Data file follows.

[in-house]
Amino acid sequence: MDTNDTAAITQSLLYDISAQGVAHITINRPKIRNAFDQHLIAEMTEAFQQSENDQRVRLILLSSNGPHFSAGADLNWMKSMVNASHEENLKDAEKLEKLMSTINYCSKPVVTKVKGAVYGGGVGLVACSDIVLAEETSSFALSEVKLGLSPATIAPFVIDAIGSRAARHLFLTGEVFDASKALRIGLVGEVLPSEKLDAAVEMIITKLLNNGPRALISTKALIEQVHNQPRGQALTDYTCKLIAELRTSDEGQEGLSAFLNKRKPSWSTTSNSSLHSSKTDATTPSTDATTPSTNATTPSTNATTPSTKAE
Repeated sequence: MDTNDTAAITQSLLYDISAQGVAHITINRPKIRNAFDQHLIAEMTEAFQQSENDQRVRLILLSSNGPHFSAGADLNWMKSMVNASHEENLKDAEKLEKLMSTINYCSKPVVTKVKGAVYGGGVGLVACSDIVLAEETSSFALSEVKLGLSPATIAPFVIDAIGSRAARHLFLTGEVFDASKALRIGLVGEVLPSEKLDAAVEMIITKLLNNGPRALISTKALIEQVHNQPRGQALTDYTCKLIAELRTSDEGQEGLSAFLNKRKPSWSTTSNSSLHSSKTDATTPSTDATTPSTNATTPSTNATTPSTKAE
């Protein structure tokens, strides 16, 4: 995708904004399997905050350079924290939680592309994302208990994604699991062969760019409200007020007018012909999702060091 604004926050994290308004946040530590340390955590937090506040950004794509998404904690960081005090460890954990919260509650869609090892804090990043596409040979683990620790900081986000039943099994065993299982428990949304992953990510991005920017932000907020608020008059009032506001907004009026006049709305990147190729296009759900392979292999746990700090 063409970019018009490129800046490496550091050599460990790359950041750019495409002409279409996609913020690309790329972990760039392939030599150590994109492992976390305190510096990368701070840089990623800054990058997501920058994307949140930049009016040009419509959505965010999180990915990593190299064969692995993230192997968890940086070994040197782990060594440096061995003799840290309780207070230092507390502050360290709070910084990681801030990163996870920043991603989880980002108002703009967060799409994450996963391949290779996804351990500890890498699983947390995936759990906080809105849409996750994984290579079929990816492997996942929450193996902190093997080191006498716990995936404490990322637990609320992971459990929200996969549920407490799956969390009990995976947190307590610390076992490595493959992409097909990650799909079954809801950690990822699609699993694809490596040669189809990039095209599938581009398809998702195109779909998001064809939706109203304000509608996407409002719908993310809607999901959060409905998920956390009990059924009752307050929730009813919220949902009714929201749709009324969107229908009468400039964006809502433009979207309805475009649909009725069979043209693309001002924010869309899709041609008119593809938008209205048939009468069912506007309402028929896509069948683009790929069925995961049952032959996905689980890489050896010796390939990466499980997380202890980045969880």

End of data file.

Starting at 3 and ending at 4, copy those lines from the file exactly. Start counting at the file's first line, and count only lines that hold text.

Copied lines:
Repeated sequence: MDTNDTAAITQSLLYDISAQGVAHITINRPKIRNAFDQHLIAEMTEAFQQSENDQRVRLILLSSNGPHFSAGADLNWMKSMVNASHEENLKDAEKLEKLMSTINYCSKPVVTKVKGAVYGGGVGLVACSDIVLAEETSSFALSEVKLGLSPATIAPFVIDAIGSRAARHLFLTGEVFDASKALRIGLVGEVLPSEKLDAAVEMIITKLLNNGPRALISTKALIEQVHNQPRGQALTDYTCKLIAELRTSDEGQEGLSAFLNKRKPSWSTTSNSSLHSSKTDATTPSTDATTPSTNATTPSTNATTPSTKAE
């Protein structure tokens, strides 16, 4: 995708904004399997905050350079924290939680592309994302208990994604699991062969760019409200007020007018012909999702060091 604004926050994290308004946040530590340390955590937090506040950004794509998404904690960081005090460890954990919260509650869609090892804090990043596409040979683990620790900081986000039943099994065993299982428990949304992953990510991005920017932000907020608020008059009032506001907004009026006049709305990147190729296009759900392979292999746990700090 063409970019018009490129800046490496550091050599460990790359950041750019495409002409279409996609913020690309790329972990760039392939030599150590994109492992976390305190510096990368701070840089990623800054990058997501920058994307949140930049009016040009419509959505965010999180990915990593190299064969692995993230192997968890940086070994040197782990060594440096061995003799840290309780207070230092507390502050360290709070910084990681801030990163996870920043991603989880980002108002703009967060799409994450996963391949290779996804351990500890890498699983947390995936759990906080809105849409996750994984290579079929990816492997996942929450193996902190093997080191006498716990995936404490990322637990609320992971459990929200996969549920407490799956969390009990995976947190307590610390076992490595493959992409097909990650799909079954809801950690990822699609699993694809490596040669189809990039095209599938581009398809998702195109779909998001064809939706109203304000509608996407409002719908993310809607999901959060409905998920956390009990059924009752307050929730009813919220949902009714929201749709009324969107229908009468400039964006809502433009979207309805475009649909009725069979043209693309001002924010869309899709041609008119593809938008209205048939009468069912506007309402028929896509069948683009790929069925995961049952032959996905689980890489050896010796390939990466499980997380202890980045969880």